Michelle Driscoll University of Chicago Chicago, IL Viscous Splashing: Where is the Air? A drop impacting on a solid surface with sufficient velocity will splash. Despite over 100 years of study, this phenomena is still poorly understood. Surprisingly, it has been shown that the ambient air pressure is a crucial control parameter in liquid splashing - lowering the pressure can completely suppress a splash. However, the mechanism underlying how the surrounding gas affects splashing remains unknown. One suggestion has been that upon impact the liquid spreads outwards over a thin layer of gas that has been trapped beneath it at the instant of impact. In a sufficiently viscous liquid, splashing occurs at the edge of the drop several tenths of a millisecond after impact. This large separation between impact and splashing, in both time and space, creates an ideal system in which to test whether the initial air pocket remains to influence splashing dynamics in viscous liquids. We use high-speed interference imaging to measure the air beneath all regions of a spreading viscous drop. Host: Shreyas Mandre (Shreyas_Mandre@brown.edu)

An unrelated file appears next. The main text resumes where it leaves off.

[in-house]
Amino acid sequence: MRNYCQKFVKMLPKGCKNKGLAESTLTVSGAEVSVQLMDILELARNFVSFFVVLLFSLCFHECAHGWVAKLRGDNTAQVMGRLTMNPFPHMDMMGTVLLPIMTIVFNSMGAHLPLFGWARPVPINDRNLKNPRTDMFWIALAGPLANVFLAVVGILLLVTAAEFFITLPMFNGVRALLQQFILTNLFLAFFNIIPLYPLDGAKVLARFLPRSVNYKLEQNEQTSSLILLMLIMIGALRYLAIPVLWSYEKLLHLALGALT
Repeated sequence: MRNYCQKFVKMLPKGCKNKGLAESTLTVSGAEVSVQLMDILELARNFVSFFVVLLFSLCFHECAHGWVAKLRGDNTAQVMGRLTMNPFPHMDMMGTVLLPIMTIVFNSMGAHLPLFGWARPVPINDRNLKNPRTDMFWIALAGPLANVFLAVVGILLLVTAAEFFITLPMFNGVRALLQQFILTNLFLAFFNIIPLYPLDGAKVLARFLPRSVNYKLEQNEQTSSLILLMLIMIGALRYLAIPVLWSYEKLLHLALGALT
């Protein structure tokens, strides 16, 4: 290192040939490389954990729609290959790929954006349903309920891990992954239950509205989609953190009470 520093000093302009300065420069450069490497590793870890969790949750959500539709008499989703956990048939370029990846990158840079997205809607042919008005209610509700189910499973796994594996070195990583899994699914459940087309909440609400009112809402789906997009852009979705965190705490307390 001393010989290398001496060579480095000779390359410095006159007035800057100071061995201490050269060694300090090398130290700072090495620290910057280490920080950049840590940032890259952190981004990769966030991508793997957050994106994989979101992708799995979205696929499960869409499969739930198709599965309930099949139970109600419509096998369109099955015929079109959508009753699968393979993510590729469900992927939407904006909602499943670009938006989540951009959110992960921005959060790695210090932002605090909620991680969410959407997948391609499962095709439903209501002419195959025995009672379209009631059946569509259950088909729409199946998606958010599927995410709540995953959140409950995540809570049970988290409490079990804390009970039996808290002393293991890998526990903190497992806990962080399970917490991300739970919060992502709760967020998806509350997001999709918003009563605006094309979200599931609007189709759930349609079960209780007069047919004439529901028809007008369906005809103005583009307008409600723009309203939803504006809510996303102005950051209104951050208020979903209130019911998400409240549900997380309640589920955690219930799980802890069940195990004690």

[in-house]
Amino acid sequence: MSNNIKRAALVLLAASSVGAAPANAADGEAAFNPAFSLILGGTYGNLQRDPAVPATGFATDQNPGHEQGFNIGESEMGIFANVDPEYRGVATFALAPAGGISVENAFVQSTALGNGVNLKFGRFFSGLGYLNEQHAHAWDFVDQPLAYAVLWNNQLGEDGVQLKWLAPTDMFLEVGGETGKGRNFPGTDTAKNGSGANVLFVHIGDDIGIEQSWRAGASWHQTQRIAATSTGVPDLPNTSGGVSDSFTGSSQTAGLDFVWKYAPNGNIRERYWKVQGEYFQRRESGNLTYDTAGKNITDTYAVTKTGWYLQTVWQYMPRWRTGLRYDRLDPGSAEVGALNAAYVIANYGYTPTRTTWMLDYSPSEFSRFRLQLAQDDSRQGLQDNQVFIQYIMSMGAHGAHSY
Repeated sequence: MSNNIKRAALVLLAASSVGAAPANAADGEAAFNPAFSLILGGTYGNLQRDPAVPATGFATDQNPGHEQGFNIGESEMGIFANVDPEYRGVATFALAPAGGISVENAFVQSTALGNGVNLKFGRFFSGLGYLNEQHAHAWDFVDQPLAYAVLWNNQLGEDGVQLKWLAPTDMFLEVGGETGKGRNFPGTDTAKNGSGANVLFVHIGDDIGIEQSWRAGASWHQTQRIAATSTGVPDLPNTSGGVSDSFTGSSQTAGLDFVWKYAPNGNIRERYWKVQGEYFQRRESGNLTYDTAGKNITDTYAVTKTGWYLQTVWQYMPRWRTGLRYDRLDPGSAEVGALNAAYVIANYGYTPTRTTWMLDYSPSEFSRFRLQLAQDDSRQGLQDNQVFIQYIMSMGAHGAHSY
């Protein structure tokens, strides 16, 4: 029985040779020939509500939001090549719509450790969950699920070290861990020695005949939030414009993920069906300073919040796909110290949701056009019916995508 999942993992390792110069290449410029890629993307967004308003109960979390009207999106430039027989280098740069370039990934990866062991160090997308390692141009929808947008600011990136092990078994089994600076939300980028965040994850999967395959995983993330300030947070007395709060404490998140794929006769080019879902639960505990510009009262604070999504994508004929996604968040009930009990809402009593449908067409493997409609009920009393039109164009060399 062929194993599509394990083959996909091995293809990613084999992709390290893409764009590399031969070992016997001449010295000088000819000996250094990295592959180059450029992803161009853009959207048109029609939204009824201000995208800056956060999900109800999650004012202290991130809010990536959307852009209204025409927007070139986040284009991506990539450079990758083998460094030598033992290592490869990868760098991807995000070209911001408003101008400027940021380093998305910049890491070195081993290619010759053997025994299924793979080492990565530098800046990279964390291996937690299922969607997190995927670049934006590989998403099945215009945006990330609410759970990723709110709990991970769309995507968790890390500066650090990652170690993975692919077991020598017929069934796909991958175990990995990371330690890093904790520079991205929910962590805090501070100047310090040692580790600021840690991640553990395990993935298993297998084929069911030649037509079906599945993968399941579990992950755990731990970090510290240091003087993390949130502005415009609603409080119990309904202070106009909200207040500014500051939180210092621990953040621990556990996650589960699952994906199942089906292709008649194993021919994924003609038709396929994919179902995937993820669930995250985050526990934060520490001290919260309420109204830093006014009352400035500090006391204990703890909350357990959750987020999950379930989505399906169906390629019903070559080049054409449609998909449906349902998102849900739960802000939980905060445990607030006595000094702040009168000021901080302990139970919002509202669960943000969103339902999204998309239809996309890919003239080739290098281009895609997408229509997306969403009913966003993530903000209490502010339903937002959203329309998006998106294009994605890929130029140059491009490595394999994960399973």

Fluids Seminar: Viscous Splashing: Where is the Air?
Tuesday, December 04, 2012 3:00pm - 4:00pm